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Jason Fry and Greg Prince
Faith and Fear in Flushing made its debut on Feb. 16, 2005, the brainchild of two longtime friends and lifelong Met fans.

Greg Prince discovered the Mets when he was 6, during the magical summer of 1969. He is a Long Island-based writer, editor and communications consultant. Contact him here.

Jason Fry is a Brooklyn writer whose first memories include his mom leaping up and down cheering for Rusty Staub. Check out his other writing here.

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Of a Type

Five games into the second year of the long-dormant Mets-Phillies rivalry, I think we can identify what one of these babies feels like.

Torture. Total torture. Put away the waterboarding. Bring on Jayson Werth. That'll make 'em scream.

Here's a Mets-Phillies game in digest form:

The Mets get a lead. The Mets fans get confident. The Phillies lurk. The Phillies creep. The Phillies make it close. The Phillies get a call. The Phillies stir memories of bad endings. The Phillies fans make too much noise.

Sometimes the Mets and the Mets fans get the last laugh. But there's always another game. And there's almost always more torture.

The Mets and Phillies have only been playing for universally acknowledged high stakes since the middle of 2007, though it seems to me the games have always been like yesterday's. They were like this in '06, we just won more often was all. They were like this in '05, there just wasn't as much on the table. There have always been Phillies batters who kept far too many at-bats going past their expiration date, always been Mets relievers wearing a path from bullpen mound to actual mound, always the sense of potential doom lingering over the entire exercise.

This isn't the Mets-Braves rivalry, which works generally as punishment in one park, a touch of lunacy in the other. This is different. This is failing to properly grip the remote because of the sweat that has formed on your channel-changing palm. Not that you want to change the channel from the sixth inning on — sometimes it's just a self-defense mechanism.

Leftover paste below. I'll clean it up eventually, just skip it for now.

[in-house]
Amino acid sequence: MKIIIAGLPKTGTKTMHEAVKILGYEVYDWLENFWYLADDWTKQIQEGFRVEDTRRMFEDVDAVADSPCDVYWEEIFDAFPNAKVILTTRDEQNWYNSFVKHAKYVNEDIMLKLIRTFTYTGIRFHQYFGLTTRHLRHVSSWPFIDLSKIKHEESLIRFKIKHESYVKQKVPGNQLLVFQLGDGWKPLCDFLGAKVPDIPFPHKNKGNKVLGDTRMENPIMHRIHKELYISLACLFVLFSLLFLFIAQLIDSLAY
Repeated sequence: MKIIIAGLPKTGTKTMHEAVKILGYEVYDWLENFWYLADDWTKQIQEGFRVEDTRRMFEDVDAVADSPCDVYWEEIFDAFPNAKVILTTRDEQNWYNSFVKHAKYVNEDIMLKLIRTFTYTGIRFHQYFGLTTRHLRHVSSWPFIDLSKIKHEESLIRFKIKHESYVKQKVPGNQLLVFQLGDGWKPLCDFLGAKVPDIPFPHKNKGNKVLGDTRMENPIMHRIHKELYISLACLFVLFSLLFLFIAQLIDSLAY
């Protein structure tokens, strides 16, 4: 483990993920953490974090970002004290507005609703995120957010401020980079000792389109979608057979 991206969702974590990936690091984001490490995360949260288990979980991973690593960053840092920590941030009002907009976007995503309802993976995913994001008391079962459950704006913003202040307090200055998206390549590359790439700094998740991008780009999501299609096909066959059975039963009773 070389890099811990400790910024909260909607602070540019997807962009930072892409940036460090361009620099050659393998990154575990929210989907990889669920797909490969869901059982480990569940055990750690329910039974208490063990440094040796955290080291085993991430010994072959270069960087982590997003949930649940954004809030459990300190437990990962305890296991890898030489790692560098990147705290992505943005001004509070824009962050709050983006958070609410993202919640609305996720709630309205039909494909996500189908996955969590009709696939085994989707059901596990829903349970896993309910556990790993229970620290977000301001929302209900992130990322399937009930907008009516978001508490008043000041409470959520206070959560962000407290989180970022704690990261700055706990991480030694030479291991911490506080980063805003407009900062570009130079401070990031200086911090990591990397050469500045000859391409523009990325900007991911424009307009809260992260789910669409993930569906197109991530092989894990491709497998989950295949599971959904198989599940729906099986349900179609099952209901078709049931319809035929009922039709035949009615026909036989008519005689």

Somebody there's slumping. Somebody there's injured. Yet nobody here's ever off the hook. There's always some Phillie that experience wouldn't necessarily dictate your worrying about, unless your experience is that of a Mets fan: Werth, Dobbs, Coste, Taguchi, Victorino. Fans elsewhere would think “good thing those guys aren't Rollins or Utley or Howard.” I don't think we think quite that way…not that we take those more famous guys lightly either.

To say nothing of Pat Burrell.

It's not that we don't or can't beat the Phillies. We've won the last four from them. It took historic hoodoo to finish second to their first. But doesn't it take everything we've got to subdue them every time? And doesn't that take a toll on us eventually? Consider the past three wins over the Phillies:

April 10: Maine goes 6, gives up 1; followed by 6 relievers; Mets win 4-3 in 12

April 18: Santana goes 7+, gives up 3 (K's 10); followed by 3 relievers, Mets win 6-4

April 19: Perez goes 5-2/3, gives up 0; followed by 6 relievers; Mets win 4-2

These were all good, sometimes dominant outings by the Mets starters, yet there was nothing easy about them, nothing certain, nothing that would allow you to breathe long enough to leave in Smith when you can bring in Feliciano, leave in Feliciano when you can bring in Heilman, leave in Heilman…no, it's pretty much down to Aaron at this juncture, let's hope he doesn't have to throw the ball to first. It took almost emptying the bullpen twice in the last three wins against the Phillies, and even when we had our ace going and our ace had his great stuff, it still took three relievers to accumulate six Philadelphia outs.